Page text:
Timing-wise, the technician can apply their principles to all time frames. The market is what we call, “Fractal”. Whether we are looking at a chart using weekly timeframes, or a daily chart, or even intraday patterns, the supply and demand dynamics remain the same. As a result, the technician can also apply multiple timeframes to the analysis. The top/down approach looks at a larger time frame, say weekly bar charts, to get a more structural perspective, and then the technician can work down to say a daily bar chart for more tactical execution strategies. There is a common misconception out there that Fundamental Analysis is for the long-term while Technical Analysis is for the short-term. This is a blatant lie. The truth is, the larger the time horizon, the more reliable our technical techniques tend to be.

The shorter the time horizon, the more whipsaws, or ‘failed moves’, we’ll see.

Price leads market fundamentals. The reason is that as a leading indicator and forward-looking mechanism, the market not only prices in all known information, but also factors in unknown fundamentals that have yet to be seen. Some of the most dramatic bull and bear market throughout history began well before any serious changes in fundamentals could be seen. A fundamental thesis may take months or years to play out. As market participants, we do not have the time to let things, “play out”, particularly with the leveraged nature of the futures and forex markets. A 20% drawdown in a position in these markets, while a participants wait for fundamentals to price themselves in, is likely to wipe out the entire account balance for that person before a given thesis plays out fully.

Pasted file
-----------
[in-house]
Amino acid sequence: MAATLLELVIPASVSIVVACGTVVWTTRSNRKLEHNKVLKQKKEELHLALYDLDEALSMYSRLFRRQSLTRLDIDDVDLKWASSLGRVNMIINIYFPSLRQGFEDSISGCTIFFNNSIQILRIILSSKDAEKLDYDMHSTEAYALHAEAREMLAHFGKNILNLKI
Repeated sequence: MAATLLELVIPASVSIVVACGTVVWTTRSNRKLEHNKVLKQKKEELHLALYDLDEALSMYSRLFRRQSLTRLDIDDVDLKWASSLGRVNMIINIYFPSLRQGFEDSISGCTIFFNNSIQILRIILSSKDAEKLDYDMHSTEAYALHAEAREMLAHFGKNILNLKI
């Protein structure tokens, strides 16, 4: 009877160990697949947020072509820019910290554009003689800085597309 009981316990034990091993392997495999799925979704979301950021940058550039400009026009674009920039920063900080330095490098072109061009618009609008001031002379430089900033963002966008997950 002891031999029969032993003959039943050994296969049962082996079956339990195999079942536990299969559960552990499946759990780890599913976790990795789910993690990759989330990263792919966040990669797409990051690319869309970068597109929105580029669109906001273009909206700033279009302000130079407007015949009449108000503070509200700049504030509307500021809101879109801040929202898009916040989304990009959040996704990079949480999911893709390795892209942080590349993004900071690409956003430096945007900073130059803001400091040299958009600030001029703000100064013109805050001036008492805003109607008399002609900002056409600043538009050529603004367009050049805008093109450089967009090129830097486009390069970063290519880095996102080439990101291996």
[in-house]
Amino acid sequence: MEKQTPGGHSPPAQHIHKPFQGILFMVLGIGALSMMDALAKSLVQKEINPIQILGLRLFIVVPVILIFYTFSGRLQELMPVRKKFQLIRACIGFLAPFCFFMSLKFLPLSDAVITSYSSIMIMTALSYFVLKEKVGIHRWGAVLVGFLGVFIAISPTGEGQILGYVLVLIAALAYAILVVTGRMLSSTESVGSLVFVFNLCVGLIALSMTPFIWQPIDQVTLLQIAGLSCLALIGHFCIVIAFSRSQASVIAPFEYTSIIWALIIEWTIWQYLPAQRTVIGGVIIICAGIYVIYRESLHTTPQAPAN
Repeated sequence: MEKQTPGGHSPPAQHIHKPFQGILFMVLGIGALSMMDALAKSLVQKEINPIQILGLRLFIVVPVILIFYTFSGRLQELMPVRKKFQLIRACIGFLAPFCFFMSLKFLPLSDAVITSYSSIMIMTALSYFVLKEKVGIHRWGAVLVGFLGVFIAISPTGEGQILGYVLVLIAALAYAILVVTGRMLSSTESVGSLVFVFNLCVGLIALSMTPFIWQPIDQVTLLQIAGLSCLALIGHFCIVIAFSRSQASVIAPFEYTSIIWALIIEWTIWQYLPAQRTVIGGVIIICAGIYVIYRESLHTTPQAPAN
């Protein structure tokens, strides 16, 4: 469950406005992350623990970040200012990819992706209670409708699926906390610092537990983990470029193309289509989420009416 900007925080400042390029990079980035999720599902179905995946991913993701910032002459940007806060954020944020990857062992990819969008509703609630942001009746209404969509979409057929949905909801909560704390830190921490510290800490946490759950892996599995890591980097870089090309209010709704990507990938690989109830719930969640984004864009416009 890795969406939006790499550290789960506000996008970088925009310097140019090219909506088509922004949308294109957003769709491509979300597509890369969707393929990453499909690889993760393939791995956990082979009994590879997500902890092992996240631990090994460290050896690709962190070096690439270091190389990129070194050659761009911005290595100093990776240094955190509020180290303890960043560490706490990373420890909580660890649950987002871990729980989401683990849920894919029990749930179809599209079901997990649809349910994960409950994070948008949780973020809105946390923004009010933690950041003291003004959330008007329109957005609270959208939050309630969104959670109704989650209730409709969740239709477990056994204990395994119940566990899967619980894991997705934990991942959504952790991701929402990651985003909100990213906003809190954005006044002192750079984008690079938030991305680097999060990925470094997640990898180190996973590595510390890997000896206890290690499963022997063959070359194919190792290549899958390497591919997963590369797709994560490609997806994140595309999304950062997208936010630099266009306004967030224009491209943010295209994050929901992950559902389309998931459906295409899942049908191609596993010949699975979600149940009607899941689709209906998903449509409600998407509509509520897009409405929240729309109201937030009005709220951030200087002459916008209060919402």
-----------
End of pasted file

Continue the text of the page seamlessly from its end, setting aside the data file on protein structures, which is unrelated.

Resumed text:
I have found a tremendous amount of value in focusing on Technical Analysis and avoiding the fundamentals completely. I almost feel like the less about the company, the better. I’m human too you know. I have emotions as well. So, the more I can avoid anything that makes me biased towards something, the better off I’ll be. This method may not be right for everyone. But I think we can all agree that Technical Analysis is the most valuable tool we have as market participants.

“Technical Analysis is the most valuable way to look at the market….If what we are principally concerned with is price, then why wouldn’t we start and end with the study of price” – Josh Brown @reformedbroker